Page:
I know these things are going to break

Picture of Adam Bahret
Adam Bahret
Screen Shot 2022 10 11 at 1.48.30 PM

So the Alphabet engine is coming along. Although I want to get to the completed running motor quickly, I want to do things right so I can enjoy this system day in and day out for many years. I don’t just want to have some rushed prototype that eventually ends up on the shelf because it turns out to be problematic for day-to-day use. The fuel rails I have currently are made of plastic. As their name suggests, these are the components that bring the fuel to the fuel injectors. In the system, I currently have ones from the MV Agusta motorcycle that the throttle bodies came from.

I kept the spacing between the fuel injectors the same in my setup as the bike, so why not use a ready-made fuel rail? Well, here is why I recently decided not to. Even though these stock rails are well-proven in the field, they may not be equally as robust in my application. Usecase!

Let me reiterate that these rails are plastic, not metal. Today, this is common in most car and motorcycle applications. Plastics have come a long way and can be trusted to handle high fuel pressure for long-term applications without issue. They are cheap to manufacture and easy to quality control. Moreso, they are often replacing what would be several metal parts welded together with only a single plastic-injected molded piece. This translates to big cost savings.

So, if they are so robust, why am I concerned about them in my application? My application, although similar, is not the same. In car and motorcycle applications, the rails are put in locations that keep them well protected from being nudged, or exposed to UV, water, or even harsh language.

However, and here lies the problem, that is not the case in my application. They are right out in the open, even exposed to rain and light (the Porsche has a grill right over the motor). When I fix and tweak things, I will have to reach right past them in order to get to just about everything, I might even lean on them as I fuss to get some other part out. So in this application they will be nudged, bumped, exposed to light + moisture + heat (the holy trinity of plastic degradation), and surely harsh language.

What I am doing is considering preventive maintenance in my first design iteration. In this case, it’s leading me to increase robustness, not create another PM procedure. Why simply design for more robustness? It will be very hard to determine degradation from the bumps and nudges. It is a highly variable use case stress that would require extensive field studies with many scenarios. None the less in this application I fear there could be enough damage for a high-pressure leak from even a single incident. It would take a very extensive and conclusive study to convince me otherwise. But considering PM brought me to realize this usecase is very different.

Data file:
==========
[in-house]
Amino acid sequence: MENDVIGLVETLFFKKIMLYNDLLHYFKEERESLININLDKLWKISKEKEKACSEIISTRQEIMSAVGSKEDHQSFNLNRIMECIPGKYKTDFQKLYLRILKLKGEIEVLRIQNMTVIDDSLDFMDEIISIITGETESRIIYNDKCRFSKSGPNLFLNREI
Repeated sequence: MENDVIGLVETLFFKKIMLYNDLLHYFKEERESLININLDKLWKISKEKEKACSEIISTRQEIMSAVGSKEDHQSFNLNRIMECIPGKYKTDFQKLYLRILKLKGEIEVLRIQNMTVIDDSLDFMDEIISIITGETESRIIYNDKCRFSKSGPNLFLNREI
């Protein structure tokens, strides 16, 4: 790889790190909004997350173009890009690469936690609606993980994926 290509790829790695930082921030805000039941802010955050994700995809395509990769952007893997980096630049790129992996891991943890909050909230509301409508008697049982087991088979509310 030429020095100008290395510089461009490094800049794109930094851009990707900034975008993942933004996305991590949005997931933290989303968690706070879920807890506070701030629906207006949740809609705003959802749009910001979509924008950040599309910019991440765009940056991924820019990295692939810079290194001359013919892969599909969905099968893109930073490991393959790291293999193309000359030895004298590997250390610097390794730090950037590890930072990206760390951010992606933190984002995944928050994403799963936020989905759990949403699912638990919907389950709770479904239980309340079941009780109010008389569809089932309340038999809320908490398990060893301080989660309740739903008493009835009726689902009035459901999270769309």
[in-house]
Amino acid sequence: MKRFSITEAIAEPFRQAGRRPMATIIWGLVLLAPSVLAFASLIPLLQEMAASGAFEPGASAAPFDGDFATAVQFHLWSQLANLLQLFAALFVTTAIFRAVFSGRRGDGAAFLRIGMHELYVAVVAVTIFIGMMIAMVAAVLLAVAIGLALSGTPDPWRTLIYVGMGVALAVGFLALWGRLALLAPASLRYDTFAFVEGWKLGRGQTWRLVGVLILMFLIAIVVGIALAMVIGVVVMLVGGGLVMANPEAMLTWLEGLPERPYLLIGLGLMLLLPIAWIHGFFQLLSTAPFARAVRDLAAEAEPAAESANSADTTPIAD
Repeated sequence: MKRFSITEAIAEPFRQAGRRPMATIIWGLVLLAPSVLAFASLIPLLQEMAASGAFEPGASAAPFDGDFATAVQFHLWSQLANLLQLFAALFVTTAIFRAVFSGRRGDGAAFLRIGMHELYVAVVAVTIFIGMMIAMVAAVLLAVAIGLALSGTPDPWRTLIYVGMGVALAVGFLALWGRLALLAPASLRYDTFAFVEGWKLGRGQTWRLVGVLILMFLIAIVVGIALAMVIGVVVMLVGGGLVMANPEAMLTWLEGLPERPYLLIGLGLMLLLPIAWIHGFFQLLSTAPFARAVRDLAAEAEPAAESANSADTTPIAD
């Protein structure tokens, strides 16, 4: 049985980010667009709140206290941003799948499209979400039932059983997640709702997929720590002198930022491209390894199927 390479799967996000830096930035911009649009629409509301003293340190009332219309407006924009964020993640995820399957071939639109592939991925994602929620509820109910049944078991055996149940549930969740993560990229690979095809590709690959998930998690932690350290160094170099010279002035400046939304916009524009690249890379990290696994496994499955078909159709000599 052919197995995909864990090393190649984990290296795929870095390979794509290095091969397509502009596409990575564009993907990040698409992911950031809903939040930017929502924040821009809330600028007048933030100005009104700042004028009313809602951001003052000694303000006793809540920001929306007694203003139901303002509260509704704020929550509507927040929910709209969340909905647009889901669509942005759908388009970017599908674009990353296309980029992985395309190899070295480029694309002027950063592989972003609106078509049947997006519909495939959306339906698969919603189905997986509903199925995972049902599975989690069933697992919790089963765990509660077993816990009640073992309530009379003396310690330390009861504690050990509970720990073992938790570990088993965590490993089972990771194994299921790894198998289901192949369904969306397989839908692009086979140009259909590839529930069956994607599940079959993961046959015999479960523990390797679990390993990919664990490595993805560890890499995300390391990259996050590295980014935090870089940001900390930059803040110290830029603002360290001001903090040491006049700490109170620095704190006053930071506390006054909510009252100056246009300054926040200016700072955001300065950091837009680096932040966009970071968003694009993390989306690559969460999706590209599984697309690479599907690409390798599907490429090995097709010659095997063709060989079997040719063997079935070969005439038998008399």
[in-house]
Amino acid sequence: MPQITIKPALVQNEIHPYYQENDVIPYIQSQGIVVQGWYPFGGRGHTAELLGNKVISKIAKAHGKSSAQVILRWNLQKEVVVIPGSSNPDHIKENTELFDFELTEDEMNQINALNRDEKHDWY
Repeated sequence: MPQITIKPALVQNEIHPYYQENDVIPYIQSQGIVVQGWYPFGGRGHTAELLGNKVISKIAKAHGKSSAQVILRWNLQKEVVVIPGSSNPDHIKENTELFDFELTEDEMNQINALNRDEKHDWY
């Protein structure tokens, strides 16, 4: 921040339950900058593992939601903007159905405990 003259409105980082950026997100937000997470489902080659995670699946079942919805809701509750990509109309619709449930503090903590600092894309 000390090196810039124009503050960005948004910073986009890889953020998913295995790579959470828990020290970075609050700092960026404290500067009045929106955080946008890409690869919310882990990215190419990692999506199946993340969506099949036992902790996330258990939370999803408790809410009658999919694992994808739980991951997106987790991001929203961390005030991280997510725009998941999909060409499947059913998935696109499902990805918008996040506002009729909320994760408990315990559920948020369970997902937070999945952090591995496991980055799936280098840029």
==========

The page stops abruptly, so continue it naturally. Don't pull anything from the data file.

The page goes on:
It is very difficult to effectively design for service once a design gets to its later stages. I am confident you all can attest to this, but so often forgotten until we are ready to transition our prototypes to final production. So for my application, we designed and built a set of aluminum fuel rails. We added some other features like integrated pressure dampers and improved connection types while the drawings were back on the table.

Now the big question is, In new product development programs how early in the design process should we think about preventative maintenance (PM)? I think the short answer is to keep people who are knowledgeable about PM in the know starting at the program kick-off. PM cycles are created based on performance degradation studies. Degradations in performance, part health, and risk to instant failure are all considered. Once these maintenance schedules and procedures are determined, they are optimized to keep total product downtime at a minimum. Remember the uptime we advertise to our customers includes scheduled downtime (PM) as well as failures. It doesn’t matter why it is down, the system is down and not serving the customer.

I so often see teams not consider the stress of PMs, like in this case. Not just to the serviced item but stress from service to nearby items as well. A common example is what can happen to wire harnesses. PM instructions can say, “Unplug harness “A” and move it clear from the working area” Was that plug on harness “A” only spec’d for one insert/removal? Or were the 20 cycles over its life from the PMs, direct or peripheral included in its use case?

Plus, how about the other end of the harness we are not unplugging, the one that plugs right into the PC board? The receiving connector soldered to the board is getting cycle stresses when the harness is moved. Are those eight soldered pins going to hold up under that stress? Or maybe worse it is firmly fixed to the PCB board to ensure the pins aren’t stressed. The result is that the cycling stress now transfers to the board itself. PC boards have little patience for being asked to do diving board impressions.

Final thoughts: you should start bringing up best practices for PM in design reviews early and I’ll keep considering what I can do in the Alphabet engine to minimize the chance it gets on the 7:00 News as a local fire story.

-Adam

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